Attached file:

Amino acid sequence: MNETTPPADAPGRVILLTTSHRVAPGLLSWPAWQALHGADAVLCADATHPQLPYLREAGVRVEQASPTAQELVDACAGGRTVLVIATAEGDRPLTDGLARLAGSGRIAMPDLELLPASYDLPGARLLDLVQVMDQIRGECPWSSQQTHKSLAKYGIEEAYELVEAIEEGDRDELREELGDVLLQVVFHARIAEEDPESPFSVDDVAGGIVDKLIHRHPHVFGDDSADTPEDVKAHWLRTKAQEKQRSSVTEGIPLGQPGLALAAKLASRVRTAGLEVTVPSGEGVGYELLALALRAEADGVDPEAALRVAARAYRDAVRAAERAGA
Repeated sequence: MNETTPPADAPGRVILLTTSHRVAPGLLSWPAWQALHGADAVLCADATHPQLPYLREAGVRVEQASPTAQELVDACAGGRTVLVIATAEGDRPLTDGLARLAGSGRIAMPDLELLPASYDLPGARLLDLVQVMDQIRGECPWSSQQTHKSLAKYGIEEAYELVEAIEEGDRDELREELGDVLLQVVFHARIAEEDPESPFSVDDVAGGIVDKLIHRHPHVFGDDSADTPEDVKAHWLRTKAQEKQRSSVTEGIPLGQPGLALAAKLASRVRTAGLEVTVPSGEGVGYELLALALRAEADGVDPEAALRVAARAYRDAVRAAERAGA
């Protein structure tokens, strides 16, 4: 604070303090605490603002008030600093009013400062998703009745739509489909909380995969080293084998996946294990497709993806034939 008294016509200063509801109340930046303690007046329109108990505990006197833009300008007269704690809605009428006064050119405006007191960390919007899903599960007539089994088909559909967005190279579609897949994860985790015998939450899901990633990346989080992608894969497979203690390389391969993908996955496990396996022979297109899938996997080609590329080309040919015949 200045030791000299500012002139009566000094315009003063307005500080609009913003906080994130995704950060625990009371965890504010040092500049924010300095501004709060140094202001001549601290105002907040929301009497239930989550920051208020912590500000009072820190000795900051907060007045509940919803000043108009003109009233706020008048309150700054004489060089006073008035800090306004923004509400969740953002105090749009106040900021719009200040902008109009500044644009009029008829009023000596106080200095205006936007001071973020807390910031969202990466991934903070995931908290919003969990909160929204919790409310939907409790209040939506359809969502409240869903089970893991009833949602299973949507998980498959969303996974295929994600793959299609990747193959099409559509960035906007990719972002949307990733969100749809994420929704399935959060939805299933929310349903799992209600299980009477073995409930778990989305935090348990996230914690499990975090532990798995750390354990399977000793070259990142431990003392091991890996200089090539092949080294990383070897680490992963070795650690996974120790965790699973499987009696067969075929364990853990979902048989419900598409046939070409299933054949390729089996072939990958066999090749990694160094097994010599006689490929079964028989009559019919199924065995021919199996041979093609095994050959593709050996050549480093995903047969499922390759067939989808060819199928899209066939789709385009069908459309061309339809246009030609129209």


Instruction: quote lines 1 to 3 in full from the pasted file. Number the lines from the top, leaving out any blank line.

Amino acid sequence: MNETTPPADAPGRVILLTTSHRVAPGLLSWPAWQALHGADAVLCADATHPQLPYLREAGVRVEQASPTAQELVDACAGGRTVLVIATAEGDRPLTDGLARLAGSGRIAMPDLELLPASYDLPGARLLDLVQVMDQIRGECPWSSQQTHKSLAKYGIEEAYELVEAIEEGDRDELREELGDVLLQVVFHARIAEEDPESPFSVDDVAGGIVDKLIHRHPHVFGDDSADTPEDVKAHWLRTKAQEKQRSSVTEGIPLGQPGLALAAKLASRVRTAGLEVTVPSGEGVGYELLALALRAEADGVDPEAALRVAARAYRDAVRAAERAGA
Repeated sequence: MNETTPPADAPGRVILLTTSHRVAPGLLSWPAWQALHGADAVLCADATHPQLPYLREAGVRVEQASPTAQELVDACAGGRTVLVIATAEGDRPLTDGLARLAGSGRIAMPDLELLPASYDLPGARLLDLVQVMDQIRGECPWSSQQTHKSLAKYGIEEAYELVEAIEEGDRDELREELGDVLLQVVFHARIAEEDPESPFSVDDVAGGIVDKLIHRHPHVFGDDSADTPEDVKAHWLRTKAQEKQRSSVTEGIPLGQPGLALAAKLASRVRTAGLEVTVPSGEGVGYELLALALRAEADGVDPEAALRVAARAYRDAVRAAERAGA
């Protein structure tokens, strides 16, 4: 604070303090605490603002008030600093009013400062998703009745739509489909909380995969080293084998996946294990497709993806034939 008294016509200063509801109340930046303690007046329109108990505990006197833009300008007269704690809605009428006064050119405006007191960390919007899903599960007539089994088909559909967005190279579609897949994860985790015998939450899901990633990346989080992608894969497979203690390389391969993908996955496990396996022979297109899938996997080609590329080309040919015949 200045030791000299500012002139009566000094315009003063307005500080609009913003906080994130995704950060625990009371965890504010040092500049924010300095501004709060140094202001001549601290105002907040929301009497239930989550920051208020912590500000009072820190000795900051907060007045509940919803000043108009003109009233706020008048309150700054004489060089006073008035800090306004923004509400969740953002105090749009106040900021719009200040902008109009500044644009009029008829009023000596106080200095205006936007001071973020807390910031969202990466991934903070995931908290919003969990909160929204919790409310939907409790209040939506359809969502409240869903089970893991009833949602299973949507998980498959969303996974295929994600793959299609990747193959099409559509960035906007990719972002949307990733969100749809994420929704399935959060939805299933929310349903799992209600299980009477073995409930778990989305935090348990996230914690499990975090532990798995750390354990399977000793070259990142431990003392091991890996200089090539092949080294990383070897680490992963070795650690996974120790965790699973499987009696067969075929364990853990979902048989419900598409046939070409299933054949390729089996072939990958066999090749990694160094097994010599006689490929079964028989009559019919199924065995021919199996041979093609095994050959593709050996050549480093995903047969499922390759067939989808060819199928899209066939789709385009069908459309061309339809246009030609129209």